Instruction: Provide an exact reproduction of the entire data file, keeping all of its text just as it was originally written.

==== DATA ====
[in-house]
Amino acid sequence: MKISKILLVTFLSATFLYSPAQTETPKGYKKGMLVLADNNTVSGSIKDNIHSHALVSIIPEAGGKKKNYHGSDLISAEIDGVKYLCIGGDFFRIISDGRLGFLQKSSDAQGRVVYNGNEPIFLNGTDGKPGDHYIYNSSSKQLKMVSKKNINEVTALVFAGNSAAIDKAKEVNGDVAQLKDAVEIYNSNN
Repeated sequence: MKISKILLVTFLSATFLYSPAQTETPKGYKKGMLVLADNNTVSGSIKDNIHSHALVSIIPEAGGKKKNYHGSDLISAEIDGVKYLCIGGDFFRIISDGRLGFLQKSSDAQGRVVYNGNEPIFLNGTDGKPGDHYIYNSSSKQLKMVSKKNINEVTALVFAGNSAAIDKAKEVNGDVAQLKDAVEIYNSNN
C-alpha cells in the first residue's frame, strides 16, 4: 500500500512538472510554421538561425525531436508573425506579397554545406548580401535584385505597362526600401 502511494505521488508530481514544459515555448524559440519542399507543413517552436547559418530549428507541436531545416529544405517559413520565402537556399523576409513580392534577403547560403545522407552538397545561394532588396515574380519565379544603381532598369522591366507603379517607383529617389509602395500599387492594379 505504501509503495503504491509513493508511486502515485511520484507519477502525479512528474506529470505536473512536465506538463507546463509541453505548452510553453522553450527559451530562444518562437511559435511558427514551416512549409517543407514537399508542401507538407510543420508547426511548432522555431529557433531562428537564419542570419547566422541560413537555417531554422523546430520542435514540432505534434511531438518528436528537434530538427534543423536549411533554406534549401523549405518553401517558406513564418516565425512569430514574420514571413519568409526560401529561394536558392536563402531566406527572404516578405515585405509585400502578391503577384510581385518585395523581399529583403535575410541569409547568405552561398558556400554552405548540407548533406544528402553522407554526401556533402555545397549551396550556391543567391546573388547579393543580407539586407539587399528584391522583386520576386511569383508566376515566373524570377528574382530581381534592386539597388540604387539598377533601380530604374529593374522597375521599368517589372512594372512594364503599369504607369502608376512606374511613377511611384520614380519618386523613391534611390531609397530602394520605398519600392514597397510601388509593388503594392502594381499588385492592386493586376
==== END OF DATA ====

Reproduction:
[in-house]
Amino acid sequence: MKISKILLVTFLSATFLYSPAQTETPKGYKKGMLVLADNNTVSGSIKDNIHSHALVSIIPEAGGKKKNYHGSDLISAEIDGVKYLCIGGDFFRIISDGRLGFLQKSSDAQGRVVYNGNEPIFLNGTDGKPGDHYIYNSSSKQLKMVSKKNINEVTALVFAGNSAAIDKAKEVNGDVAQLKDAVEIYNSNN
Repeated sequence: MKISKILLVTFLSATFLYSPAQTETPKGYKKGMLVLADNNTVSGSIKDNIHSHALVSIIPEAGGKKKNYHGSDLISAEIDGVKYLCIGGDFFRIISDGRLGFLQKSSDAQGRVVYNGNEPIFLNGTDGKPGDHYIYNSSSKQLKMVSKKNINEVTALVFAGNSAAIDKAKEVNGDVAQLKDAVEIYNSNN
C-alpha cells in the first residue's frame, strides 16, 4: 500500500512538472510554421538561425525531436508573425506579397554545406548580401535584385505597362526600401 502511494505521488508530481514544459515555448524559440519542399507543413517552436547559418530549428507541436531545416529544405517559413520565402537556399523576409513580392534577403547560403545522407552538397545561394532588396515574380519565379544603381532598369522591366507603379517607383529617389509602395500599387492594379 505504501509503495503504491509513493508511486502515485511520484507519477502525479512528474506529470505536473512536465506538463507546463509541453505548452510553453522553450527559451530562444518562437511559435511558427514551416512549409517543407514537399508542401507538407510543420508547426511548432522555431529557433531562428537564419542570419547566422541560413537555417531554422523546430520542435514540432505534434511531438518528436528537434530538427534543423536549411533554406534549401523549405518553401517558406513564418516565425512569430514574420514571413519568409526560401529561394536558392536563402531566406527572404516578405515585405509585400502578391503577384510581385518585395523581399529583403535575410541569409547568405552561398558556400554552405548540407548533406544528402553522407554526401556533402555545397549551396550556391543567391546573388547579393543580407539586407539587399528584391522583386520576386511569383508566376515566373524570377528574382530581381534592386539597388540604387539598377533601380530604374529593374522597375521599368517589372512594372512594364503599369504607369502608376512606374511613377511611384520614380519618386523613391534611390531609397530602394520605398519600392514597397510601388509593388503594392502594381499588385492592386493586376